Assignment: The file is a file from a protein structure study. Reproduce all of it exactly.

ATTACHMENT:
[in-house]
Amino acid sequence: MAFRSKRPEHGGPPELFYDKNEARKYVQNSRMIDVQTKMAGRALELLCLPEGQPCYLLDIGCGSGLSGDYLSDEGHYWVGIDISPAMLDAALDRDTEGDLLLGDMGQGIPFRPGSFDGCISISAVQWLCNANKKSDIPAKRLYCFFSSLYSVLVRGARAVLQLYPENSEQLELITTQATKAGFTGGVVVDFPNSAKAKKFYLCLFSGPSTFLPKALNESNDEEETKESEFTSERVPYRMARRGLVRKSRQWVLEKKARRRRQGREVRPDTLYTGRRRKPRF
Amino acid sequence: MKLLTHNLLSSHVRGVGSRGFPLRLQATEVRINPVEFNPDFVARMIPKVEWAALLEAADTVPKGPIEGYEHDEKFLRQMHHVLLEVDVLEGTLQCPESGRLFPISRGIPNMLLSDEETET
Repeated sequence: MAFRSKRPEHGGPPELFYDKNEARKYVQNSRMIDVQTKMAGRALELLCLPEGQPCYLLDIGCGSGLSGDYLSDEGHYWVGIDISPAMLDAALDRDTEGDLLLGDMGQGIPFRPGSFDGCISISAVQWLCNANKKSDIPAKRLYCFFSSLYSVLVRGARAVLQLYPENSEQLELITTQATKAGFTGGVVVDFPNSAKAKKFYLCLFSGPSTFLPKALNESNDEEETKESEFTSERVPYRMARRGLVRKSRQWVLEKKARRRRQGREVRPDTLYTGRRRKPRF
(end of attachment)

[in-house]
Amino acid sequence: MAFRSKRPEHGGPPELFYDKNEARKYVQNSRMIDVQTKMAGRALELLCLPEGQPCYLLDIGCGSGLSGDYLSDEGHYWVGIDISPAMLDAALDRDTEGDLLLGDMGQGIPFRPGSFDGCISISAVQWLCNANKKSDIPAKRLYCFFSSLYSVLVRGARAVLQLYPENSEQLELITTQATKAGFTGGVVVDFPNSAKAKKFYLCLFSGPSTFLPKALNESNDEEETKESEFTSERVPYRMARRGLVRKSRQWVLEKKARRRRQGREVRPDTLYTGRRRKPRF
Amino acid sequence: MKLLTHNLLSSHVRGVGSRGFPLRLQATEVRINPVEFNPDFVARMIPKVEWAALLEAADTVPKGPIEGYEHDEKFLRQMHHVLLEVDVLEGTLQCPESGRLFPISRGIPNMLLSDEETET
Repeated sequence: MAFRSKRPEHGGPPELFYDKNEARKYVQNSRMIDVQTKMAGRALELLCLPEGQPCYLLDIGCGSGLSGDYLSDEGHYWVGIDISPAMLDAALDRDTEGDLLLGDMGQGIPFRPGSFDGCISISAVQWLCNANKKSDIPAKRLYCFFSSLYSVLVRGARAVLQLYPENSEQLELITTQATKAGFTGGVVVDFPNSAKAKKFYLCLFSGPSTFLPKALNESNDEEETKESEFTSERVPYRMARRGLVRKSRQWVLEKKARRRRQGREVRPDTLYTGRRRKPRF